Thirty-Second Sunday in Ordinary Time

Sunday's Gospel

Today's Gospel, Homily and Saint

St. Andrew Dung-Lac, priest and martyr

Nancy 'Freedom!' Pelosi

Eleanor Clift's interview with Nancy Pelosi in the latest issue of Newsweek has been making the rounds, predictably, because of the Speaker's comments on abortion. From the Boston Examiner:

"I have some concerns about the church's position respecting a woman's right to choose. I have some concerns about the church's position on gay rights. I am a practicing Catholic, although they're probably not too happy about that. But it is my faith." Pelosi is quoted as saying.

Senate Health Bill Unacceptable

The current health care reform bill is “deficient” and should not move forward without “essential changes,” the chairmen of three committees of the United States Conference of Catholic Bishops said December 22.

The chairs, Cardinal Daniel DiNardo of Galveston-Houston, of the Committee on Pro-Life Activities; Bishop William Murphy of Rockville Centre, New York, of the Committee on Domestic Justice and Human Development; and Bishop John Wester of Salt Lake City, of the Committee on Migration, stated their position in a December 22 letter to senators working to pass the Senate version of health reform legislation.


Meaning of Christmas

Modern interpreters often argue about whether a given Scripture passage should be interpreted literally or symbolically. Medieval writers would question the “either/or” approach. They thought a passage could have as many as four “right” interpretations, one literal and three symbolic.

These were: (1) the historical or literal, which is the primary sense on which the others all depend; (2) the prophetic sense when an Old Testament event foreshadows its New Testament fulfillment; (3) the moral or spiritual sense, when events and characters in a story correspond to elements in our own lives; and (4) the eschatological sense, when a scene on earth foreshadows something of heavenly glory.
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Little House in Nazareth

Archaeologists in Israel say they have discovered the remains of the first home in Nazareth that can be dated to the time of Jesus.

The dwelling and older discoveries of nearby tombs in burial caves suggest that Nazareth was an out-of-the-way hamlet of around 50 houses on a patch of about four acres (1.6 hectares). It was evidently populated by Jews of modest means who kept camouflaged grottos to hide from Roman invaders, said archaeologist Yardena Alexandre, excavations director at the Israel Antiquities Authority.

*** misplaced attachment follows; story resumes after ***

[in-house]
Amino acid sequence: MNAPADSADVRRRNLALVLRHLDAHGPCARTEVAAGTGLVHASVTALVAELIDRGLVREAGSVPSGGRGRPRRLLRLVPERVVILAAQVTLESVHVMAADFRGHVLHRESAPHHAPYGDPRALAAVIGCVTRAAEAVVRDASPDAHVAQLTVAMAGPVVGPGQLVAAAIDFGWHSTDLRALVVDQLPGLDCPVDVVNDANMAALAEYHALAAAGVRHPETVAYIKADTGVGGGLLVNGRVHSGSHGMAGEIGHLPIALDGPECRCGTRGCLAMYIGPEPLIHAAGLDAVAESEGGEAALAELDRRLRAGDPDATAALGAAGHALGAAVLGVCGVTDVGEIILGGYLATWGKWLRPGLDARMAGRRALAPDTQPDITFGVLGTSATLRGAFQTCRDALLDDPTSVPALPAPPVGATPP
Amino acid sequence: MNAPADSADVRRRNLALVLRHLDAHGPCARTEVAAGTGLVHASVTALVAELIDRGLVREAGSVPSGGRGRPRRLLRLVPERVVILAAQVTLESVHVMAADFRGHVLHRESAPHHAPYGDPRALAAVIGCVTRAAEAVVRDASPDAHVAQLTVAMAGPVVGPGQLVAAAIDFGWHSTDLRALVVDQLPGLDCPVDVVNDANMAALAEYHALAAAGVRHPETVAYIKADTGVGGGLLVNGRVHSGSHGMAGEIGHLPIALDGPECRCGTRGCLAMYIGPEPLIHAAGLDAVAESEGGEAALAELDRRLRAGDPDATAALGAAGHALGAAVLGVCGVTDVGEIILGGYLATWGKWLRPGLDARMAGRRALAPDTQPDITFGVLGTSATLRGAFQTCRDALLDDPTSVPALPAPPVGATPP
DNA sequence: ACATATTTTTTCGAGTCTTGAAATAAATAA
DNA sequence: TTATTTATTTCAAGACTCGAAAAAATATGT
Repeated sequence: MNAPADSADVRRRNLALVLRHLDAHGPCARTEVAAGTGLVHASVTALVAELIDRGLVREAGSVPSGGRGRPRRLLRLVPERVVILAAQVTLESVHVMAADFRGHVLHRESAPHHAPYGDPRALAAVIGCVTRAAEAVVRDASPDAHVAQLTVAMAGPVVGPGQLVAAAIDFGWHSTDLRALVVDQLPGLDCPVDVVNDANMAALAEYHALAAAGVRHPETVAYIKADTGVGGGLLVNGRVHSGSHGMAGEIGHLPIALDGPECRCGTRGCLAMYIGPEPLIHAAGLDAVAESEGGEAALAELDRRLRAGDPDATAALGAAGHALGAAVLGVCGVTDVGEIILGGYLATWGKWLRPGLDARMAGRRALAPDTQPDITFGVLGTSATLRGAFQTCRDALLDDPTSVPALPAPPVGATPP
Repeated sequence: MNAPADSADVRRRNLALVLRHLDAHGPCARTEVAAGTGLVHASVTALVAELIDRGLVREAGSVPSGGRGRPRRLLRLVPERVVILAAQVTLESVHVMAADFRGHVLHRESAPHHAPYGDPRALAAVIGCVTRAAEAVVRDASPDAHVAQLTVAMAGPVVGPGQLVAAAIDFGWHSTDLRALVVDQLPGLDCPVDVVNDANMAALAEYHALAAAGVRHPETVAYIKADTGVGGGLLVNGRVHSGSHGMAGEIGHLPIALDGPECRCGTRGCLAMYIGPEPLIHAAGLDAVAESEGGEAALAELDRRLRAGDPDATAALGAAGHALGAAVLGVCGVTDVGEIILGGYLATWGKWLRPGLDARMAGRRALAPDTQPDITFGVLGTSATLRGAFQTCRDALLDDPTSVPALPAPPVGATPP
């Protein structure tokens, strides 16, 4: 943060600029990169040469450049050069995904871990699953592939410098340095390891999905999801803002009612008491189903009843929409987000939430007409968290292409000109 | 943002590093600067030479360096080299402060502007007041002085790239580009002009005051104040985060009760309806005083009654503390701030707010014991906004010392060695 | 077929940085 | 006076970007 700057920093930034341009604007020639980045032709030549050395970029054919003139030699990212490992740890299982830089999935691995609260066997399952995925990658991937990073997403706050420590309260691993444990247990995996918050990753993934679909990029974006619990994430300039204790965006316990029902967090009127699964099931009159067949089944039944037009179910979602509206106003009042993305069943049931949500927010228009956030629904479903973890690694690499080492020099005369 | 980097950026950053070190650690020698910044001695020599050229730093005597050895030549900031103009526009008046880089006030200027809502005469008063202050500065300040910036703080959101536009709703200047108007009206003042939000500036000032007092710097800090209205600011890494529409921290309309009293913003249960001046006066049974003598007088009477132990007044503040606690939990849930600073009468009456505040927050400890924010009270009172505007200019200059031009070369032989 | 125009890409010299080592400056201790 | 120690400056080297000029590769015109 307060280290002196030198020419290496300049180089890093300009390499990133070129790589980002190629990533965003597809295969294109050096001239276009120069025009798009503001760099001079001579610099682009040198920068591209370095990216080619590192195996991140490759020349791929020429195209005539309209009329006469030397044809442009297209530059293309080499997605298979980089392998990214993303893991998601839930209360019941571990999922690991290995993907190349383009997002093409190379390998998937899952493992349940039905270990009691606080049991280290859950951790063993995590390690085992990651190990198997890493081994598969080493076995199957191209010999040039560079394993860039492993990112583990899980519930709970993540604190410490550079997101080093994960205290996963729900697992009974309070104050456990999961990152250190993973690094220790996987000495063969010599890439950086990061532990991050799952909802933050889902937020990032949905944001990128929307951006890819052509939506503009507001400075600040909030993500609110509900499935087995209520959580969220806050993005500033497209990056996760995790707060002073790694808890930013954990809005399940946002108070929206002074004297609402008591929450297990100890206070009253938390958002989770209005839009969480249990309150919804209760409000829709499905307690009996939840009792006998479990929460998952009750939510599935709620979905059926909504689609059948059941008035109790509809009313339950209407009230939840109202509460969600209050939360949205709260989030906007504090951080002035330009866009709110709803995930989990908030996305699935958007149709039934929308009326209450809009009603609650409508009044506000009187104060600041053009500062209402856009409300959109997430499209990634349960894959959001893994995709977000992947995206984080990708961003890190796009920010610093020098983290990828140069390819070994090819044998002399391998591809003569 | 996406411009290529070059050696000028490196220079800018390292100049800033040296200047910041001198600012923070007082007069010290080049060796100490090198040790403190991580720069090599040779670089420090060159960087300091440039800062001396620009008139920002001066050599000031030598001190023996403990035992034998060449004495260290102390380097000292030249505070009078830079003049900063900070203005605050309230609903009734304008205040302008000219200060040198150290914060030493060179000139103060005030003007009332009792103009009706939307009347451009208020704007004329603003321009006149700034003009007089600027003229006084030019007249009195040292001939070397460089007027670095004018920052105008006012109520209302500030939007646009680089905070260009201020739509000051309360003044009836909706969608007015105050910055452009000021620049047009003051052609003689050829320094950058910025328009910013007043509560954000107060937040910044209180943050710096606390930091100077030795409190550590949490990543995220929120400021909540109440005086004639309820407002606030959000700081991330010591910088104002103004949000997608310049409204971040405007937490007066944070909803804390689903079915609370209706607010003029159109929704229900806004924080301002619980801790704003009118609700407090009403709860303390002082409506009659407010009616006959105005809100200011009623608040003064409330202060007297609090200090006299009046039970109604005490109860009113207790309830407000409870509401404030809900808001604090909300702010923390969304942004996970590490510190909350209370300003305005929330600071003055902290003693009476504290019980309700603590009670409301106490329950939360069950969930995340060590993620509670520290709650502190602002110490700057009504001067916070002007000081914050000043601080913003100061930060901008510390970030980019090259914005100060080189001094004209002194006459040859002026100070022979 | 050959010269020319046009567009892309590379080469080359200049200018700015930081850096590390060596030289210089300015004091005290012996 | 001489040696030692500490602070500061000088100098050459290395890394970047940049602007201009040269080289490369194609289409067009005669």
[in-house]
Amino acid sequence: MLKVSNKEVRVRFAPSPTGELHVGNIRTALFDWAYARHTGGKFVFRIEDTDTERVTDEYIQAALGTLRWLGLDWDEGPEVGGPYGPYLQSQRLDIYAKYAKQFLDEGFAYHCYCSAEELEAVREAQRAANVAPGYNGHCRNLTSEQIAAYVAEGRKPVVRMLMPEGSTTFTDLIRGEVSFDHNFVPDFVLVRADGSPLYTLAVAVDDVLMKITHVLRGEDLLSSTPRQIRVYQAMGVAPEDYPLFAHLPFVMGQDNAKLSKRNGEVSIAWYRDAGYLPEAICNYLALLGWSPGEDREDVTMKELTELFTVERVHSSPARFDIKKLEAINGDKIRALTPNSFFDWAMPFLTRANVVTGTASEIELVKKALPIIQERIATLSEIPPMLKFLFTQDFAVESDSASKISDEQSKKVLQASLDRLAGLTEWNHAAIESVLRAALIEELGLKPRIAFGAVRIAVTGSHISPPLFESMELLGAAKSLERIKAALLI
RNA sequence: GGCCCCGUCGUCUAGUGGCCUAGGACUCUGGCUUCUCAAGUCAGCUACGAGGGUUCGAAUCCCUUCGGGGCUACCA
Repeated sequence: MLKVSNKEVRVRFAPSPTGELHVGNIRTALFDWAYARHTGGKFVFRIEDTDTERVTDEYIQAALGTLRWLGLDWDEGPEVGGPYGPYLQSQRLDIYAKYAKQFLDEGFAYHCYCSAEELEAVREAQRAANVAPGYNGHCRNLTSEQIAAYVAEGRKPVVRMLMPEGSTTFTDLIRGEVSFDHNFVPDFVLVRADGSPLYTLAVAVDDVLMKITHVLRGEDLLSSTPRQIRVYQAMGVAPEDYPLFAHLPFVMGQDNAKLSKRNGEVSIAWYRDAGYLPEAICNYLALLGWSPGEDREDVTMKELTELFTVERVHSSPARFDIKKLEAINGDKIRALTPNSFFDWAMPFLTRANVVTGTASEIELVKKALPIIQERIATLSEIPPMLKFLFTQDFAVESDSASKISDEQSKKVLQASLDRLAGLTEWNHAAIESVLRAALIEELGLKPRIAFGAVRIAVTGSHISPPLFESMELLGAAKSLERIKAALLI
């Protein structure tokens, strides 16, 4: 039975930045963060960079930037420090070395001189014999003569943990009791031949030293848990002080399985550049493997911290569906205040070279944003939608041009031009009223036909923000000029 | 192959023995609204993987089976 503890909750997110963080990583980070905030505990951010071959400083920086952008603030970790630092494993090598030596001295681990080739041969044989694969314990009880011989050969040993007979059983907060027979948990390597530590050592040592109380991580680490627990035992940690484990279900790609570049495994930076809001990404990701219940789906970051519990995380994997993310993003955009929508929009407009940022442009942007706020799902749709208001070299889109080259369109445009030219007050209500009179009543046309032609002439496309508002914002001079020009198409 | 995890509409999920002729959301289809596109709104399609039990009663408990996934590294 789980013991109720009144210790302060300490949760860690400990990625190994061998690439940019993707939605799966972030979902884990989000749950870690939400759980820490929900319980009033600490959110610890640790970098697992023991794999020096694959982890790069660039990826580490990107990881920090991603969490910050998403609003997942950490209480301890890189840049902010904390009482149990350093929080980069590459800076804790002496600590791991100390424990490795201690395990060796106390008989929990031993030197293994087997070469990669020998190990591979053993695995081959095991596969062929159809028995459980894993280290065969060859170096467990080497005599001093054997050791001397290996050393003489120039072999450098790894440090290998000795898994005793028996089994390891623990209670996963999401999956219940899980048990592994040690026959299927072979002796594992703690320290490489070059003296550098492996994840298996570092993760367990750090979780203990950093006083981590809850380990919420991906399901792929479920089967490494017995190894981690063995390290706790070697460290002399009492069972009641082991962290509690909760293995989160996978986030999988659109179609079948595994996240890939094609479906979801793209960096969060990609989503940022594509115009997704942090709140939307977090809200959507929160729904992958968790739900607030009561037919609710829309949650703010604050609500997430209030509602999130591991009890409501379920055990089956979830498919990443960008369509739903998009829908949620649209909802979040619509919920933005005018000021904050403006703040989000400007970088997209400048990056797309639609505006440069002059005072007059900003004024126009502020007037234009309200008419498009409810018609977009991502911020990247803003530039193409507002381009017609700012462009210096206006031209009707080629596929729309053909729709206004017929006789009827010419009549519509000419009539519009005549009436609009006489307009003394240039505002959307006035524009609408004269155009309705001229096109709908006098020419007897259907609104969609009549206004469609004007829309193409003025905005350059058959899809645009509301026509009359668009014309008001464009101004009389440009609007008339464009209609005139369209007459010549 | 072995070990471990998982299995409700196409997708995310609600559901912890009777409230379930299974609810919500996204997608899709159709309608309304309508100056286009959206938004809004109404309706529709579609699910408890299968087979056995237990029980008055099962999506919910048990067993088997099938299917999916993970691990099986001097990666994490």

Fake Catholic Groups

It's sad to report, but report we must: The same fake Catholic groups that helped President Barack Obama get elected have rallied to the cause of the health-care bill, abortion funding and all. As reported by, Catholics United (CU) and Catholics in Alliance for the Common Good (CACG) are warning Catholics not to get too hung up on things like federal funding of abortion.

Interviewed by the Christian Science Monitor, CU president Chris Korzen commented, "The wrong thing would be for anyone to be so firmly entrenched in their positions on federal funding of abortion that they're not willing to come to the table and talk about a compromise."

Abortion Hurts Women

Over the last three decades, the abortion debate has been characterized as the clashing of rights: the human rights of the unborn on the one hand and the reproductive rights of women on the other. This decades-long rhetorical deadlock has left a good number of Americans -- the great majority of whom understand that an individual human life is taken in each abortion -- personally opposed, yet unwilling to "impose their beliefs" on anyone else.
The popularity of this so-called pro-choice position is due, in large measure, to the success abortion advocates have had in convincing Americans that abortion is a necessary precondition to women's well-being and equality. If you want to stand for women's progress, the line goes, then you have to stand for abortion. Indeed, in our current cultural milieu, to oppose abortion is to risk being called anti-woman -- and few, regardless of their sense of the moral wrongness of abortion, can withstand that accusation. "Personally opposed, but can't impose" seems to many the only pro-woman option.

Healthcare Bill

In a statement released today by the U.S. Conference of Catholic Bishops, President Francis Cardinal George spoke plainly in response to the defeat of the Nelson-Hatch amendment to the health-care bill in the Senate: